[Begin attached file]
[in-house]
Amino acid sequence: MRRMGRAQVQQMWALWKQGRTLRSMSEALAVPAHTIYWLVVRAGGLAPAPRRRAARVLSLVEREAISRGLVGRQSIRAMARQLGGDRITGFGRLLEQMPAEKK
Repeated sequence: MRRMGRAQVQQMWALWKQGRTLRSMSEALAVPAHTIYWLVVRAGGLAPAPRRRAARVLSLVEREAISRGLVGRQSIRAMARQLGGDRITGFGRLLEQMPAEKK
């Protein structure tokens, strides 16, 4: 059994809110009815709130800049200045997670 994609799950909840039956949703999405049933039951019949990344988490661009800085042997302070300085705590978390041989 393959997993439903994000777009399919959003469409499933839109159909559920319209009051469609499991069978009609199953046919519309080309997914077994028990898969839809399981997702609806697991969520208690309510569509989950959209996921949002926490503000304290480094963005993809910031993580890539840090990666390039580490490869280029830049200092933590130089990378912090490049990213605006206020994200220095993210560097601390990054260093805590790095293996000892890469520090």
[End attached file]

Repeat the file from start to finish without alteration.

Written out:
[in-house]
Amino acid sequence: MRRMGRAQVQQMWALWKQGRTLRSMSEALAVPAHTIYWLVVRAGGLAPAPRRRAARVLSLVEREAISRGLVGRQSIRAMARQLGGDRITGFGRLLEQMPAEKK
Repeated sequence: MRRMGRAQVQQMWALWKQGRTLRSMSEALAVPAHTIYWLVVRAGGLAPAPRRRAARVLSLVEREAISRGLVGRQSIRAMARQLGGDRITGFGRLLEQMPAEKK
């Protein structure tokens, strides 16, 4: 059994809110009815709130800049200045997670 994609799950909840039956949703999405049933039951019949990344988490661009800085042997302070300085705590978390041989 393959997993439903994000777009399919959003469409499933839109159909559920319209009051469609499991069978009609199953046919519309080309997914077994028990898969839809399981997702609806697991969520208690309510569509989950959209996921949002926490503000304290480094963005993809910031993580890539840090990666390039580490490869280029830049200092933590130089990378912090490049990213605006206020994200220095993210560097601390990054260093805590790095293996000892890469520090």